Nope, the F-35 doesn't match the Flankers - if it launches with the same fraction of weapons weight to total take-off weight, fuel fraction (and hence range/endurance) will be worse. With the same fuel fraction, weapons load will be lower. This assumes a launch from the rear, 195m position for the Flanker, but IIRC the F-35B uses a ~200m run on QE as well (precluding simultaneous landing ops in both cases), so that's fair enough.

    As I said, I'm not sure if it is theoretically possible to engineer a STOVL aircraft which provides comparable performance by removing some of the limitations inherent in the F-35B (smaller size, stealth), but the point remains that it falls short.

    The F135 should be a bit more efficient than the AL-31F: same bypass ratio, comparable or higher overall pressure ratio and much higher turbine entry temperature. Specific fuel consumption is independent of the number of engines BTW, it's just fuel burned per thrust delivered. Given the same specific fuel consumption and total thrust, two engines with half the thrust require the same amount of fuel as one big engine.

    As for the size problem, yes, that's the big disadvantage of STOBAR, but the comparison with the F-35B is skewed (the Lightning is smaller than the Flanker, but it can't deliver the same performance either).
     
    #44 Tirdent, Oct 27, 2018
    Last edited: Oct 27, 2018
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  5. Tirdent
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    Tirdent Junior Member
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    Yes, that's the one I mean, and no, it will definitely never be a real aircraft. Too risky and costly, as I said.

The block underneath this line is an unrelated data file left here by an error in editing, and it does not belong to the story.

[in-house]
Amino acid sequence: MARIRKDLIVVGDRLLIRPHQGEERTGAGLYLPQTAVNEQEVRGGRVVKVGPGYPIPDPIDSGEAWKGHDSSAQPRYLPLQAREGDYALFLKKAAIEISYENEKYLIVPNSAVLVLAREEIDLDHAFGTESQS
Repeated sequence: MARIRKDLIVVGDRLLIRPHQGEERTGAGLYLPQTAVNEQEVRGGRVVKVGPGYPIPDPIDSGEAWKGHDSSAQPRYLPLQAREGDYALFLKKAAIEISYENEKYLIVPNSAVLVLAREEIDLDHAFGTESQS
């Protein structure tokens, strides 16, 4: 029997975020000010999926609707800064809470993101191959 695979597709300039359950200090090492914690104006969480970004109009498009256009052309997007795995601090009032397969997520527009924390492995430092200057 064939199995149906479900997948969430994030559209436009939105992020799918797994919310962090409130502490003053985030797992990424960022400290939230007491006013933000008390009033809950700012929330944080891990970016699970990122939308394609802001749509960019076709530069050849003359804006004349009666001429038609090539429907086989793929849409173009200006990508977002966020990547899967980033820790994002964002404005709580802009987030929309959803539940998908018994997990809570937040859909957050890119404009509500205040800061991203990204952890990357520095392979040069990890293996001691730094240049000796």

No, the Hornet would NOT work as well as a Su-33/J-15 off the ramp (too little power, too little weight margin for payload and fuel).

    It does work better off a catapult than the Flankers do off the ramp UNLESS you upgrade the latter (then they manage to match the F/A-18). In other words, the 19t (empty) Flanker gets no more load off the deck than the 11t Hornet, and then only if it receives the Su-35 treatment (more fuel, improved thrust) and some other fine-tuning measures.

    That's the advantage of CATOBAR - you get away with much smaller, cheaper aircraft to do the same job. OTOH the prevalent Western attitude that STOBAR imposes severe limitations of the same magnitude as STOVL is a misconception. If you go out and design a sufficiently large and powerful aircraft you can get a level of performance which is quite useful (comparable to F/A-18C or Rafale M) and beats any STOVL aircraft built to date.



    For kicks, here's a Su-33 successfully taking off from one of the forward (!) spots with either the parking brake mistakenly still set or a brake system failure which causes the wheels to lock up:



    No payload, but the friction from those skidding wheels is going to equate to a lot of (virtual) weight added!!! Not something I suspect some Western critics of STOBAR would believe possible.

    Certainly not, even the SH is too small.
     
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  6. Tirdent
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    Tirdent Junior Member